The other night I was up until midnight taking care of to-do items for my home business. Such a thing hasn’t happened for years. However, February was busier than usual and it was a short month to boot. My husband remarked on the occurrence: “You haven’t been up this late doing work for such a long time!” The experience took me back to the early days of my home business. It was a time of 14 or 15 hour days as I tried to build a foundation and get things going, doing a lot of work for little compensation.
Some of the things I did back then seemed necessary at the time. However, looking back, I see that there are some things that I could have done to ease the burden on myself and on my family. Knowing when to quit is essential for a home business owner who wants to maintain his or her sanity.
Can It Wait Until Tomorrow?
I thought that every email had to be answered immediately. And, to my husband’s annoyance, I would check my email one last time, just before bed, and then answer my emails. I also had a tendency to work on huge lists of things, without saving things for the next day. I thought everything had to be done now, and I was on my way to burn out. Sometimes you have to know when to just quit, and let things wait until the next day.
Have You Said No?
One of the things I have been working on is getting better at saying no. In the early days of my home business, I took every job that came my way — no matter how poorly it paid or how much else I had to do. I got everything done, but the cost was late nights. And sometimes I was taken advantage of. I am more aware of my limits now. I also have a better idea of what my services are worth.
If I don’t have time for a project now, I say so. There are times when you have to tell someone no. It can be difficult, but if you want to run your home business — not have it run you — it is vital that you take control.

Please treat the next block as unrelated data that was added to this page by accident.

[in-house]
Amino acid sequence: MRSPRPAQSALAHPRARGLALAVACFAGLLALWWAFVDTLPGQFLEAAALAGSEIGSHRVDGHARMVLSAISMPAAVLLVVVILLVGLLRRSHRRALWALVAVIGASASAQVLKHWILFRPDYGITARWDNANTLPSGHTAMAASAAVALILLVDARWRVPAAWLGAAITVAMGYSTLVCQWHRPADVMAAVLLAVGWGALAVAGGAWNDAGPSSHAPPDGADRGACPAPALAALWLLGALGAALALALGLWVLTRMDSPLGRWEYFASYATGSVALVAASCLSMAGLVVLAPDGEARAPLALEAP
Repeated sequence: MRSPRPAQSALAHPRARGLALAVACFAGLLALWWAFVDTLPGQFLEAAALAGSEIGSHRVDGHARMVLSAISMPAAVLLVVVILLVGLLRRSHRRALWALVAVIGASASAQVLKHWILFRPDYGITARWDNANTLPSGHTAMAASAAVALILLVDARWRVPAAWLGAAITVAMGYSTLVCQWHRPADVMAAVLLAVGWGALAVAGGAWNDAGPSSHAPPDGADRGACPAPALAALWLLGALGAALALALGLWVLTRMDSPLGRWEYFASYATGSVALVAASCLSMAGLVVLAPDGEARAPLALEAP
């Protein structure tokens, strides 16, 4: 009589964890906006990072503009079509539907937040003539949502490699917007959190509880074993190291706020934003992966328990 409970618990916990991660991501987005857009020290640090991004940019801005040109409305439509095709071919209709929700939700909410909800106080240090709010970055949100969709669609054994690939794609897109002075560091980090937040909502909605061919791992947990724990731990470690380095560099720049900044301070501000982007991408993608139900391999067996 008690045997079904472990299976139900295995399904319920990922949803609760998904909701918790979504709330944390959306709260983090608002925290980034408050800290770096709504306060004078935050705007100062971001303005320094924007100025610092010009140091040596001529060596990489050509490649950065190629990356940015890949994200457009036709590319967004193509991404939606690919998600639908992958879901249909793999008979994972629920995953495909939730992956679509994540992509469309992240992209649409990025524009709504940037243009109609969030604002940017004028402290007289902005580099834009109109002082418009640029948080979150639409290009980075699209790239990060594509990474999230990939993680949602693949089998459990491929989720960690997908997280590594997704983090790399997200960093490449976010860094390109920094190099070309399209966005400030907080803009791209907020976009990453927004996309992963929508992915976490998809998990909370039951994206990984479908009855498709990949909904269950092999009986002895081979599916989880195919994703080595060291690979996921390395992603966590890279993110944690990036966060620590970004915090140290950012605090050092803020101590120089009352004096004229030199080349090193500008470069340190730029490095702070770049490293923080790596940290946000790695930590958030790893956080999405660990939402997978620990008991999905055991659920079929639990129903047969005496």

Creating Conditions for Taking a Break
Part of the reason it’s so hard to call it quits at the end of the day is due to the fact that your home business is, well, in your home. This means that you can’t just leave something at the office. On top of that, many home business owners don’t work a “traditional” 9-5 day. My schedule is broken up by taking my son to and from school, helping with homework, and making sure that he makes it to his extracurriculars. Sometimes, I have other obligations during the day as well.
However, I do make an effort to create conditions that allow me to separate myself from my work. I specifically block off three to four hours in the late afternoon/evening for family time. I also have a dedicated workspace, creating a separation between my office and the rest of the house. This makes it a little bit easier coming quitting time.
Part of maintaining good relationships and personal wellness is knowing when to take a break from working on your home business. What do you do to help you get away from your work?